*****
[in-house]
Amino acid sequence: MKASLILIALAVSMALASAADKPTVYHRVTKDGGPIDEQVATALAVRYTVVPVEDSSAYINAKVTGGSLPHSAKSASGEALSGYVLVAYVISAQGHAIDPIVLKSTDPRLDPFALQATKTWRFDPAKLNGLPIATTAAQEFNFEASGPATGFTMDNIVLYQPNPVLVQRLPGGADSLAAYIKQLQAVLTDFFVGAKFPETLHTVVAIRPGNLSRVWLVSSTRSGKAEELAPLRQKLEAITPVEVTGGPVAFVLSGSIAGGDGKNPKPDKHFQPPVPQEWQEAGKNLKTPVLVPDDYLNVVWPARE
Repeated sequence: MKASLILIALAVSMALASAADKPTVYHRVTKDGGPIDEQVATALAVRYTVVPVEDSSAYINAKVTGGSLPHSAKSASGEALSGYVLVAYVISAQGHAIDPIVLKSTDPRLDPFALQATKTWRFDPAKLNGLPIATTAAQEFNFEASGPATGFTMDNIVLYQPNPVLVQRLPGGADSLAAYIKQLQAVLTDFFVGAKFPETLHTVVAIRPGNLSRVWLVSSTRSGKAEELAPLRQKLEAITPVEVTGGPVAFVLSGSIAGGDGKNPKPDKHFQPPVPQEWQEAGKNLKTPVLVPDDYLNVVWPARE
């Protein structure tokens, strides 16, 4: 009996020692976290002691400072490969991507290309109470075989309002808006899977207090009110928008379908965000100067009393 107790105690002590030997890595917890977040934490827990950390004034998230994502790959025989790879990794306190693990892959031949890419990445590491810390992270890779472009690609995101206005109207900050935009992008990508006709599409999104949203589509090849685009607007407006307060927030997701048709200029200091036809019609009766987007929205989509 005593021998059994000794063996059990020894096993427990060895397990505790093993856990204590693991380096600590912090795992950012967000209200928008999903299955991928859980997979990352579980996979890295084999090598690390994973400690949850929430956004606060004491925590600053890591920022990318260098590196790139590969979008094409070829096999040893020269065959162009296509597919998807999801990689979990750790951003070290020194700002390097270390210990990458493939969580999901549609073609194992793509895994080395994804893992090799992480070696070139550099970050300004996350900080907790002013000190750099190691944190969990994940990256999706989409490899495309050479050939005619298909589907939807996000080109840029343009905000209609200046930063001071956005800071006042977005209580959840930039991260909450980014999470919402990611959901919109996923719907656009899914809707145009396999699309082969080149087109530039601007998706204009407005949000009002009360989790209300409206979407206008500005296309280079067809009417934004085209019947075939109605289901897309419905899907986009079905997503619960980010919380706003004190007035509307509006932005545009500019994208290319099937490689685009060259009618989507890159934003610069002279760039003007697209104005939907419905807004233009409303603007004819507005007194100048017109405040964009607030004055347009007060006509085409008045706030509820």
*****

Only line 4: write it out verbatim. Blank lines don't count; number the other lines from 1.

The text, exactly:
């Protein structure tokens, strides 16, 4: 009996020692976290002691400072490969991507290309109470075989309002808006899977207090009110928008379908965000100067009393 107790105690002590030997890595917890977040934490827990950390004034998230994502790959025989790879990794306190693990892959031949890419990445590491810390992270890779472009690609995101206005109207900050935009992008990508006709599409999104949203589509090849685009607007407006307060927030997701048709200029200091036809019609009766987007929205989509 005593021998059994000794063996059990020894096993427990060895397990505790093993856990204590693991380096600590912090795992950012967000209200928008999903299955991928859980997979990352579980996979890295084999090598690390994973400690949850929430956004606060004491925590600053890591920022990318260098590196790139590969979008094409070829096999040893020269065959162009296509597919998807999801990689979990750790951003070290020194700002390097270390210990990458493939969580999901549609073609194992793509895994080395994804893992090799992480070696070139550099970050300004996350900080907790002013000190750099190691944190969990994940990256999706989409490899495309050479050939005619298909589907939807996000080109840029343009905000209609200046930063001071956005800071006042977005209580959840930039991260909450980014999470919402990611959901919109996923719907656009899914809707145009396999699309082969080149087109530039601007998706204009407005949000009002009360989790209300409206979407206008500005296309280079067809009417934004085209019947075939109605289901897309419905899907986009079905997503619960980010919380706003004190007035509307509006932005545009500019994208290319099937490689685009060259009618989507890159934003610069002279760039003007697209104005939907419905807004233009409303603007004819507005007194100048017109405040964009607030004055347009007060006509085409008045706030509820």